He’ll Act for Free as Long as His Shirts Are on Your Back
Among the many T-shirts that have made Stanley DeSantis a very wealthy man is one that reads, “But what I really want to do is direct.” Making money hand over fist peddling reasonably priced leisure wear is all well and good, but, well, what DeSantis really wants to do is act.
Not at any price, though. There came a point a few years back, on a movie set, when DeSantis decided enough was enough. “This was the thing that made me say, I can’t be in this business: I had a really nice scene at the beginning of the movie. I went to all these auditions . . . to get this part. So I got to the set. . . . I was so excited, and (the lead actress) wouldn’t talk to me--she went to (the director) and said, ‘I want my makeup guy to play that part,’ because she didn’t want anyone else touching her. I said, ‘What? ‘
“So the (assistant director) came up to me and said, ‘Don’t worry, you’ll still get paid.’ And I went, ‘I’m rich ! I don’t care about getting paid! I want this part! ‘
“It wasn’t that she didn’t like me--she never ran the scene with me. She said, ‘No, I don’t like how this is going,’ and cut me out. I’ve been cut out of movies in the cutting room, but never right before the camera.”
So DeSantis took some time and built up his T-shirt business--which he began on a very modest level in 1975 as a college student, with “Surrender Dorothy,” the best-selling tweaking of “The Wizard of Oz"--a company that DeSantis reports grossed $18 million last year alone.
Today, at age 40, he’s finally an extremely busy actor. He received acclaim for his role in the PBS miniseries “Tales of the City” as Norman, the tenant so tragically troubled he could make for a season of “Very Special Geraldo’s.”
He will appear in Julie Brown’s upcoming Showtime special, “The Attack of the 5'2" Women” (in a segment titled “He Giva Me No Orgasm: The Lorena Bobbitt Story”), as well as Tim Burton’s seriocomic biopic about the worst cross-dressing moviemaker ever, “Ed Wood.” DeSantis also has a recurring role as a no-longer-idealistic high school teacher on “My So-Called Life,” the upcoming ABC fall series from the creators of “thirtysomething,” and he is set to go before the cameras for director Paul Schrader on an HBO film, “Witchcraft.”
And, since his T-shirt company has made him extremely comfortable (he recently moved into a nosebleed-high home in the Hollywood Hills), he takes only the roles that appeal to him.
The unassuming gig--started to pay for college--soon made him a titan of industry. “I think what I am recognized for in the industry is for taking the humorous T-shirts to the gift-store level,” he says. “At the time, they were sold in truck stops, or as fashion T’s, but I melded the funny T-shirts into a fashion statement. Before, T-shirts like that were never sold in department stores. I remember, when I was trying to sell ‘Surrender Dorothy,’ calling Bloomingdale’s from my little apartment in New York and they said, ‘T-shirts are over. You couldn’t put a thing on a T-shirt that we would ever buy.’ ”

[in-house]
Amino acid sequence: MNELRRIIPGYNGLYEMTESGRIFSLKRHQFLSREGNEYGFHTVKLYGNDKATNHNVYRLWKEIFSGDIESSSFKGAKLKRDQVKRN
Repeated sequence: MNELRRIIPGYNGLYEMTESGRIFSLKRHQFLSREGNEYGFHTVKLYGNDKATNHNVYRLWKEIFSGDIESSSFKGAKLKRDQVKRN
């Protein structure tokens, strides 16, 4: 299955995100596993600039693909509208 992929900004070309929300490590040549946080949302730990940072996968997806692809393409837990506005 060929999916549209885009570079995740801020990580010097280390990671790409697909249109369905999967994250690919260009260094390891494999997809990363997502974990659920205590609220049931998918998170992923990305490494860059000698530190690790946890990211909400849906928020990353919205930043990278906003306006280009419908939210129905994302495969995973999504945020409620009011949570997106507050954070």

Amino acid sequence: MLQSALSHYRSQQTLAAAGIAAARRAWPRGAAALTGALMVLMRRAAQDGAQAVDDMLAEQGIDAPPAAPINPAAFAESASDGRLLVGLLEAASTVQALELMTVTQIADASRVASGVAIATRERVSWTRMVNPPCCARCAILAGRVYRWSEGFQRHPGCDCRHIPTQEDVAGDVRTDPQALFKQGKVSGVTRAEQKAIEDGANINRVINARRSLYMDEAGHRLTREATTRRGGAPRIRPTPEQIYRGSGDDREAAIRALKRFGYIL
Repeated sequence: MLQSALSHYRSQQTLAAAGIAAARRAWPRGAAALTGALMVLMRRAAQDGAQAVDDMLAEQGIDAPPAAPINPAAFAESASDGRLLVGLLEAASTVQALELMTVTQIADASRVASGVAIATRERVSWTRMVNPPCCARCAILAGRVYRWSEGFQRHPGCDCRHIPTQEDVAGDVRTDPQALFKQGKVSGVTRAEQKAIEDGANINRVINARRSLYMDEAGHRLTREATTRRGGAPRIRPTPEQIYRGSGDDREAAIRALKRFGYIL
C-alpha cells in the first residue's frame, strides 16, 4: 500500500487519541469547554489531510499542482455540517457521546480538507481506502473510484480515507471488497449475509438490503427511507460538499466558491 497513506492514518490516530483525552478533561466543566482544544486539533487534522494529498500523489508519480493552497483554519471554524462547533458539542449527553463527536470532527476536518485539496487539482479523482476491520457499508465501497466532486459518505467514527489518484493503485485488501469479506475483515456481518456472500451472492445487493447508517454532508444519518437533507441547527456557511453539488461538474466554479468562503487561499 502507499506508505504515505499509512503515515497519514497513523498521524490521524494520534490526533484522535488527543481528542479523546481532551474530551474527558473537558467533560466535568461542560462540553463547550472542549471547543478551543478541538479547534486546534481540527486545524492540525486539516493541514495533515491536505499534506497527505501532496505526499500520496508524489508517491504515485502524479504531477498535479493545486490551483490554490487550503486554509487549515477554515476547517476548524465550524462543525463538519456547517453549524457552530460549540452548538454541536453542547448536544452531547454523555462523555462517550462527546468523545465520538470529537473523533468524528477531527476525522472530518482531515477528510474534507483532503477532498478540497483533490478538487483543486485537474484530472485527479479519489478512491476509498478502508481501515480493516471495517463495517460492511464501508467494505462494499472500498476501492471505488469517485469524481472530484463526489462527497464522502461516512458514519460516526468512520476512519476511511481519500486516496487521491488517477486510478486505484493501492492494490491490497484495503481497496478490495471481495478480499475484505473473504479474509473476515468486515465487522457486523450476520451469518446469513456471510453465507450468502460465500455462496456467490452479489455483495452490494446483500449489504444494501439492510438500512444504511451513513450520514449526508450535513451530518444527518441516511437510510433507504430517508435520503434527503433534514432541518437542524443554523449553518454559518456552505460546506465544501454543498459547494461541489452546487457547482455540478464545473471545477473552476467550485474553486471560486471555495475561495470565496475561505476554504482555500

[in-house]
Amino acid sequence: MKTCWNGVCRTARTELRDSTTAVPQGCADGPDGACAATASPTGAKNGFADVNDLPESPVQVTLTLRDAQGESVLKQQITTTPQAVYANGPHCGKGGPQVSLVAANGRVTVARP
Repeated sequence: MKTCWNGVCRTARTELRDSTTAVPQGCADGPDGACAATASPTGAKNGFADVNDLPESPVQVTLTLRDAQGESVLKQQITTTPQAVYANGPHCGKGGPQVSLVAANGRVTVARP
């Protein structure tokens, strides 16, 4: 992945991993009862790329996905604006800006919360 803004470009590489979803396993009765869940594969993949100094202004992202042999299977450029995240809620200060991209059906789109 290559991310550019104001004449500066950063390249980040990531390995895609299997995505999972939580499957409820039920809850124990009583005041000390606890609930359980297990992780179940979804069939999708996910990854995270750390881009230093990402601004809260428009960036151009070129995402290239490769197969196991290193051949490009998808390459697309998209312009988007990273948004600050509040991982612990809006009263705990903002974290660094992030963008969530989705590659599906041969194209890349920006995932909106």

Subsequent shirts--"Ward, I’m Worried About the Beaver,” “Auntie Em--Hate You, Hate Kansas, Taking the Dog, Dorothy,” and depicting any number of pop-culture heroes (from Rocky and Bullwinkle to Beavis and Butt-head)--proved Bloomingdale’s wrong and charted the tides of pop culture. “I couldn’t go anywhere without seeing someone wearing one of my T-shirts.”
Acting, nonetheless, beckoned. “I came out here at the end of ’76 and was a regular on ‘The Paper Chase’ right away. I thought, ‘This is easy, this acting stuff--you come to town, they give you a series!’ ”
That illusion didn’t last long, with a series of blink-and-you’ll-miss-him appearances in sundry movies--"Annie Hall,” “Saturday Night Fever,” “Best Little Whorehouse in Texas,” “Taking Care of Business,” “Postcards From the Edge"--until his friend Julie Brown drew him out of retirement in 1991 for her Madonna parody, “Medusa: Dare to Tell the Truth.”
But it was his performance as Norman that started winning DeSantis attention--some of it unwanted. “I’ve been offered a lot of pedophile parts after that--it made me wonder, how many pedophile parts are there?” DeSantis asks with bemusement. “I can see the executives: ‘Get Stan DeSantis! He’s got a lock on pedophiles!’ ” In London, DeSantis hears, people attend costume parties as Norman; and Armistead Maupin, author of “Tales,” proudly reported to DeSantis that the Rev. Donald Wildmon, in one of his routine harangues against the media, has been sending out a fax, asking “Where are your PBS dollars going?” and featuring a photo of Norman in his underwear.
“He added a note, ‘See? You’ve arrived!’ ” DeSantis says with a laugh. “I looked at it and said, ‘The only crime being done here is my skinny legs!’ I can’t believe I’m being faxed around in my underwear.”
Though he has been in Los Angeles for near two decades now, DeSantis finds himself a veritable fledgling talent as far as the industry is concerned. “Casting people ask, ‘Why don’t I know you?’ ” he says. “It’s interesting to be 40 years old and to be a new face.
“Usually at my age, people have to re-evaluate what they want to do in their life,” DeSantis reflects. “I did all that in my late 20s, early 30s, and am now pretty fulfilled.”